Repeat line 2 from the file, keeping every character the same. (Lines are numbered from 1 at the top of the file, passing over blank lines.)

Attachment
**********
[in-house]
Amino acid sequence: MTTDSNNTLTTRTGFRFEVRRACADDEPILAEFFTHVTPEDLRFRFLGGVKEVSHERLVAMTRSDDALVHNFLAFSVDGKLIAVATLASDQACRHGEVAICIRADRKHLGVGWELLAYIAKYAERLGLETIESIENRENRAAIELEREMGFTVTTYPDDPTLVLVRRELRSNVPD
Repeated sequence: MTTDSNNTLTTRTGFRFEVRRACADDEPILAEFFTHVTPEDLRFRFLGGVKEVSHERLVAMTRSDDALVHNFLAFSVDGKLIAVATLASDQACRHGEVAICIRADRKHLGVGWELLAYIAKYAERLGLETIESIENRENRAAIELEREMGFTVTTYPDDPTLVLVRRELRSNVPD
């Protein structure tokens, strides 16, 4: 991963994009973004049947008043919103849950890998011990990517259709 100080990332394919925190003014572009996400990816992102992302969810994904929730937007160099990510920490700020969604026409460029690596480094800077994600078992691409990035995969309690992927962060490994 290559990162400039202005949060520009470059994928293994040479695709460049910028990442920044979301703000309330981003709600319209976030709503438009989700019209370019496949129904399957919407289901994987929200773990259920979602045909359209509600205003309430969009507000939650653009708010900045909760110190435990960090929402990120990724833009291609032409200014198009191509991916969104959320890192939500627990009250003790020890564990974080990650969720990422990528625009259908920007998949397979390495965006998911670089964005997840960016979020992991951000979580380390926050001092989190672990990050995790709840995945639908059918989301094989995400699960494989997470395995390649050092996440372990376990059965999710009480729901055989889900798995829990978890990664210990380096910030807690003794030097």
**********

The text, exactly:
Amino acid sequence: MTTDSNNTLTTRTGFRFEVRRACADDEPILAEFFTHVTPEDLRFRFLGGVKEVSHERLVAMTRSDDALVHNFLAFSVDGKLIAVATLASDQACRHGEVAICIRADRKHLGVGWELLAYIAKYAERLGLETIESIENRENRAAIELEREMGFTVTTYPDDPTLVLVRRELRSNVPD